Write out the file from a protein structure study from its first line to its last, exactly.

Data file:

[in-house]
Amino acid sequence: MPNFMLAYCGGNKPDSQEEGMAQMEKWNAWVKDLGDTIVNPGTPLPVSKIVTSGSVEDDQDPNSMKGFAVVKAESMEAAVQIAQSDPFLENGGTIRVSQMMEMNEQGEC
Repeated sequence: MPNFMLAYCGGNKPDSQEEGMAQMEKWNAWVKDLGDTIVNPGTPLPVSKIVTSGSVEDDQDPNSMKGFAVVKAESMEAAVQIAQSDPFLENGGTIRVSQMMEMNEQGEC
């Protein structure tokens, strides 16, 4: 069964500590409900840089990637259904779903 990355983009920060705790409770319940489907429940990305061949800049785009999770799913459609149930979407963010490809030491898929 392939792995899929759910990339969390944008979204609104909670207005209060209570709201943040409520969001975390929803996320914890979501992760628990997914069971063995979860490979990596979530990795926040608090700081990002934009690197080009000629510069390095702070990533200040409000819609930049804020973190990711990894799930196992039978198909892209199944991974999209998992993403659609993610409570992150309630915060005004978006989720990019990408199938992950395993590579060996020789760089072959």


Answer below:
[in-house]
Amino acid sequence: MPNFMLAYCGGNKPDSQEEGMAQMEKWNAWVKDLGDTIVNPGTPLPVSKIVTSGSVEDDQDPNSMKGFAVVKAESMEAAVQIAQSDPFLENGGTIRVSQMMEMNEQGEC
Repeated sequence: MPNFMLAYCGGNKPDSQEEGMAQMEKWNAWVKDLGDTIVNPGTPLPVSKIVTSGSVEDDQDPNSMKGFAVVKAESMEAAVQIAQSDPFLENGGTIRVSQMMEMNEQGEC
């Protein structure tokens, strides 16, 4: 069964500590409900840089990637259904779903 990355983009920060705790409770319940489907429940990305061949800049785009999770799913459609149930979407963010490809030491898929 392939792995899929759910990339969390944008979204609104909670207005209060209570709201943040409520969001975390929803996320914890979501992760628990997914069971063995979860490979990596979530990795926040608090700081990002934009690197080009000629510069390095702070990533200040409000819609930049804020973190990711990894799930196992039978198909892209199944991974999209998992993403659609993610409570992150309630915060005004978006989720990019990408199938992950395993590579060996020789760089072959």